April 15, 2007

Too many serious, sad stories

LA WEEKLY feature about Native American FilmmakersSmoke Signals director Eyre agrees. “I don’t think a lot of people see value in telling stories about modern Indians,” he says. “But I don’t see the value in films that show the past. They all end the same way—the Indians die.”

The blame doesn’t fall entirely on the industry, however. Palm Springs Native American Film Festival programmer Thomas Harris, who screened all 360 of this year’s entries, says many Native filmmakers rely too heavily on the tragic realities of reservation life and not enough on substantive storytelling. “Right now, the ratio of documentaries to narratives is about 80/20,” he notes. “Which makes sense, because, with digital technology, documentaries can be made very cheaply. But there just aren’t enough narrative features out there.”

Podemski feels that the desire to inject activism into cinema has hampered the ability of many Native filmmakers to tell compelling stories. “I think our natural instinct is that we have to fight for something or communicate something on a larger level—to change society’s consciousness about Native Americans,” she says. “But I do think there is a need to focus on story and character and the craft of filmmaking, as opposed to a political or social statement that sometimes gets tied up in the narrative.”

Sherman Alexie is more blunt: “If I see one more fishing-rights documentary, I’m going to scream.”

7 comments:

russell said...

Writerfella here --
All of which vindicates writerfella's posts heretofore -- Native-made films about Natives almost all are about 'Rez' life and its enervation, thus making them insular and extremely limited. Are there no other subjects existing for such films or is that all that the filmmakers know? There has to be an answer and it would appear to be that someone somewhere has decided that, like the Jews, the only topic that exists for such films is 'The Holocaust' or its results. It may even be that the filmmakers selected their topics too easily, instead of looking forward to what can or could evolve from such beginnings. Whatever, so far they seem to be stuck with their decisions...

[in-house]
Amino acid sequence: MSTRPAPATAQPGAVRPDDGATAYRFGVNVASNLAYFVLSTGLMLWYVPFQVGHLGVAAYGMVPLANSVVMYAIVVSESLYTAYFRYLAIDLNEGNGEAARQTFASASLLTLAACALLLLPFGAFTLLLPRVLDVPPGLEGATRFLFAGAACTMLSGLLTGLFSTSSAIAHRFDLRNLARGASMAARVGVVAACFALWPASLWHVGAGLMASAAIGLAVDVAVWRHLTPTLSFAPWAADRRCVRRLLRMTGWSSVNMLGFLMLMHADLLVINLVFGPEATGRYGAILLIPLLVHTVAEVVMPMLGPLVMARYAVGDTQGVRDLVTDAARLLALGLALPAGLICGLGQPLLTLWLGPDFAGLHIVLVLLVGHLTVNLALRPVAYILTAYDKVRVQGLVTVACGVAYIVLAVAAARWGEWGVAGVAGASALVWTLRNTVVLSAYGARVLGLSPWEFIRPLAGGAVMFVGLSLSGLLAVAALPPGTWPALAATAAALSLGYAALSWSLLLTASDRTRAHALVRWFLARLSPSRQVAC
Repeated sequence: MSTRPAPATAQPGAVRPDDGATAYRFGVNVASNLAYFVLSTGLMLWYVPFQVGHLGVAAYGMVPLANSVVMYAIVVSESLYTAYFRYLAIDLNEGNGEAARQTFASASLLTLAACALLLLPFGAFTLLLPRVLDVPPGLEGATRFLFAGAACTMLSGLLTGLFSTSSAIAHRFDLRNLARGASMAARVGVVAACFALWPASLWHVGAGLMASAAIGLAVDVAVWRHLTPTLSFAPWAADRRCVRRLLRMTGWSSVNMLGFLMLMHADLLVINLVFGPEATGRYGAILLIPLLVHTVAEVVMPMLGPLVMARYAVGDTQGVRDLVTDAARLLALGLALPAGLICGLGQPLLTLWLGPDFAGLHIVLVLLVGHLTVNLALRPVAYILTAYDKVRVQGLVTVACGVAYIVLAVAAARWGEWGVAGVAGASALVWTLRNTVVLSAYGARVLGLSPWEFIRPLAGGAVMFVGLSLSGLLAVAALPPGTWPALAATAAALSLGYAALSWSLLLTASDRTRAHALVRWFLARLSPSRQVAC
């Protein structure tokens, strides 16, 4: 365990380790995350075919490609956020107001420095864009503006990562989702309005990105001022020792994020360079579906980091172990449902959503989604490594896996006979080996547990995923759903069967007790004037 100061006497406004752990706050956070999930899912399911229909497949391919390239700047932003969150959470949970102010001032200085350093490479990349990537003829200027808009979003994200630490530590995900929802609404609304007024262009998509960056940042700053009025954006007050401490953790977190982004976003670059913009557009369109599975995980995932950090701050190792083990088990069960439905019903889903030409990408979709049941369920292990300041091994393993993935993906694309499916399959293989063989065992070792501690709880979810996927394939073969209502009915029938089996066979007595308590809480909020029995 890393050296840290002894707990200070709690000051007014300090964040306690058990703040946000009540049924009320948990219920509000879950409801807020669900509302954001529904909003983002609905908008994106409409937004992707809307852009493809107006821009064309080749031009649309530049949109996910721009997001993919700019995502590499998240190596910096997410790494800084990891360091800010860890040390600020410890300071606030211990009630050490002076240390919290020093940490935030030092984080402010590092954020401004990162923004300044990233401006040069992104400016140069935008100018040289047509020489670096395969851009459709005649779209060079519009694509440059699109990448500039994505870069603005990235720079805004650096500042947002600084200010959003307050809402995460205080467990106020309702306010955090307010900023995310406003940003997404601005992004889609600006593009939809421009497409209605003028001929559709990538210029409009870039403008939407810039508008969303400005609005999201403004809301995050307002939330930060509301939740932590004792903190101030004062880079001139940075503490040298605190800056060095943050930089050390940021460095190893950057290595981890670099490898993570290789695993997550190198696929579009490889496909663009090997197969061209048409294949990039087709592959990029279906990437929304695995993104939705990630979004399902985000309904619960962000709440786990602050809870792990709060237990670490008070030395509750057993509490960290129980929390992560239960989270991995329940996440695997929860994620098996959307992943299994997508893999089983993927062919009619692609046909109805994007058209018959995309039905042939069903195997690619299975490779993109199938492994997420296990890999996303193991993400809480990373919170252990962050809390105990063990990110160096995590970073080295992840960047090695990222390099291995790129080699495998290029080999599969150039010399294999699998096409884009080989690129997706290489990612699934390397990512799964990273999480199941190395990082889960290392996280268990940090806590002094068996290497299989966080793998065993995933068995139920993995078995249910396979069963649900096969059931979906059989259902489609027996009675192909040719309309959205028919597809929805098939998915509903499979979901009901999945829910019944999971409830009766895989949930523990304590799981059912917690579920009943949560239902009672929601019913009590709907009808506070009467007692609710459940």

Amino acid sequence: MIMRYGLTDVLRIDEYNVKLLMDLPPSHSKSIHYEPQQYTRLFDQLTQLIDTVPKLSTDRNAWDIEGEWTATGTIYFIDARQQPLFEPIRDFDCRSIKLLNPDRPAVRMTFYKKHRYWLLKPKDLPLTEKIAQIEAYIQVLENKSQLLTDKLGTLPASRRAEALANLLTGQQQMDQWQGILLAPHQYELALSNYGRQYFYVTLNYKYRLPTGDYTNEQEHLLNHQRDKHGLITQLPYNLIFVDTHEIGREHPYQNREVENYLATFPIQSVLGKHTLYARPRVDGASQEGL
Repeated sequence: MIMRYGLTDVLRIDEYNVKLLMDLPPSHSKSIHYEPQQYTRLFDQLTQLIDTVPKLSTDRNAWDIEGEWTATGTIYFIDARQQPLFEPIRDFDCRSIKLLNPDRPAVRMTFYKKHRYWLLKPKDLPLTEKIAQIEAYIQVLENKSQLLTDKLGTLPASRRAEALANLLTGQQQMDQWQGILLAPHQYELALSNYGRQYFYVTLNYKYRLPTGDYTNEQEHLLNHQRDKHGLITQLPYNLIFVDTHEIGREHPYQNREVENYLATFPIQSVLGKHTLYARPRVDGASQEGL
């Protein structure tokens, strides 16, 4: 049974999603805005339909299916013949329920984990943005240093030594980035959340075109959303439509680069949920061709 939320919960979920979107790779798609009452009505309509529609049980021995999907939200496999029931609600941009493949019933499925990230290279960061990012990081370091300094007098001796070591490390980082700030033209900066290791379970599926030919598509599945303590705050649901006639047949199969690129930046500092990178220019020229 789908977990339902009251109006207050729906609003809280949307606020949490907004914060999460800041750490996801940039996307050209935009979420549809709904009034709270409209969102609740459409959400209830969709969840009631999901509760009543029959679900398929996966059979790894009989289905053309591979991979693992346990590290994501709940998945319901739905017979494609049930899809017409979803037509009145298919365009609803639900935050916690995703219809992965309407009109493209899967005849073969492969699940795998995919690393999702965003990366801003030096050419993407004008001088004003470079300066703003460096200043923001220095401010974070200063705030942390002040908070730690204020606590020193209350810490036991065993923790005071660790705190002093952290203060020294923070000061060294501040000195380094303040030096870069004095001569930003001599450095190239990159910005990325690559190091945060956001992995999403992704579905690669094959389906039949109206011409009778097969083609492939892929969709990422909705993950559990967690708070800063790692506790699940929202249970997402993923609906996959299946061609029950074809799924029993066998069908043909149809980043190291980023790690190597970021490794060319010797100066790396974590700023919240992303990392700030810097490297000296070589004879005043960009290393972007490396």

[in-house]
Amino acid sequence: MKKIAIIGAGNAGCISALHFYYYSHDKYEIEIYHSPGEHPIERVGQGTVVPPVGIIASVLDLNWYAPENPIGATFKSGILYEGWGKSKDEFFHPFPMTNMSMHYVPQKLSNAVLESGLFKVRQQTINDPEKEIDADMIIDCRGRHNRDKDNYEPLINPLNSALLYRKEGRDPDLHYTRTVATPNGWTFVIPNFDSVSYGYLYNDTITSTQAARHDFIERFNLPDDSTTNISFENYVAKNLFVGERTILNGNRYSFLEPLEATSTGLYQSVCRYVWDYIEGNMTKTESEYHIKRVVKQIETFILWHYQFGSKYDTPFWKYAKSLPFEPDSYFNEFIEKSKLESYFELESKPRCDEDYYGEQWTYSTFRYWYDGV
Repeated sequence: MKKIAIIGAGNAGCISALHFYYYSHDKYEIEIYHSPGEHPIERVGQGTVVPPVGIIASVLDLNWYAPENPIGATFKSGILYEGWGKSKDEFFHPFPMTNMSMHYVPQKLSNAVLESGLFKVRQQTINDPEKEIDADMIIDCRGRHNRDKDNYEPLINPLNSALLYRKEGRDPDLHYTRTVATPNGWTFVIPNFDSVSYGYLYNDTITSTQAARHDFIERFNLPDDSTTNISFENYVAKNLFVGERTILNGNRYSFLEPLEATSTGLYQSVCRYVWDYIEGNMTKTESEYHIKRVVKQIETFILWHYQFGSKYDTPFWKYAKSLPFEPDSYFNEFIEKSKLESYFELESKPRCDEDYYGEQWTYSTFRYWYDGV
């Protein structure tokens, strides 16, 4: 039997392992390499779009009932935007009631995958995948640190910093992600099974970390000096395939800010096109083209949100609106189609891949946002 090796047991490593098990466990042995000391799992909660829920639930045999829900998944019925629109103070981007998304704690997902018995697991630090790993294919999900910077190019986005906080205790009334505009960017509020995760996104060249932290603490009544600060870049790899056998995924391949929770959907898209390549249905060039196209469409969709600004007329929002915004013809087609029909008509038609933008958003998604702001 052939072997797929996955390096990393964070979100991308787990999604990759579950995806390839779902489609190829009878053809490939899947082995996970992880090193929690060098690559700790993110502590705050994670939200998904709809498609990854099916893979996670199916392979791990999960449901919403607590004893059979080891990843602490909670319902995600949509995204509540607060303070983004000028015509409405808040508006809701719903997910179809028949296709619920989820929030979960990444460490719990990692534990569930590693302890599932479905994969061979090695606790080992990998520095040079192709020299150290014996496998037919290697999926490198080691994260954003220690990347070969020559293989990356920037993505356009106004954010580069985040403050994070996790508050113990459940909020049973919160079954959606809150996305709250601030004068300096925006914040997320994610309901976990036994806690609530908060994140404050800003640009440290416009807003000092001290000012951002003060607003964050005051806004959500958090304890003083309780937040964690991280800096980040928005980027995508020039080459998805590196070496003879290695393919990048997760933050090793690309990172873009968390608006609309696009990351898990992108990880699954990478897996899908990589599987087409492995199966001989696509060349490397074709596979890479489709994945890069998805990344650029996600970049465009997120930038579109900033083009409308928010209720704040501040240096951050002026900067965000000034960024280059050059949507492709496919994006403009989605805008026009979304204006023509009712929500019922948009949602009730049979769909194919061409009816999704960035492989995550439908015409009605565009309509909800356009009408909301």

All Best
Russ Bates
'writerfella'

russell said...

Writrfella here --
POSTSCRIPTUM: writerfella does not write such stories, but he long has known (since 1993) that Native filmmakers refuse to embrace his kind of storytelling and so he has opted out of their game. He is not so much right as he is wise...
All Best
Russ Bates
'writerfella'

Rob said...

Yes, well, I've striven to publish Native superhero comics since 1990, so I agree with you on the need to break genre boundaries and tell nontraditional Native stories.

russell said...

Writerfella here -
Rob, if you were here right now in The BatesMotel, writerfella would kiss you! 'Course, that wouldn't mean we'd be taking warm showers together, would it?
SECRET: now writerfella will reveal the source of that statement -- it comes from the film HEARTBREAK RIDGE, when Marine Colonel Clint Eastwood is in jail with ordinary dudes because he got picked up for public drunk. The phrase is his way of dealing with other men whose existences are ruled by no experience with the 'real' world as a combat-experienced man must know. His own sexuality is determined by how much more he knows than anyone else. It is one of writerfella's favorites and so he uses the line for his own purposes. Sorry to have fooled any posters here that it meant much more than that...
All Best
Russ Bates
'writerfella'

Rob said...

Fortunately, there are no kisses in the blogosphere.

russell said...

Writerfella here --
At least as far as has been your experience, right? That should say quite a lot, Rob...
All Best
Russ Bates
'writerfella'

Rob said...

I haven't heard anyone say they've been kissed through the blogosphere. If you have any evidence that it's happened, or that it's possible, please provide it.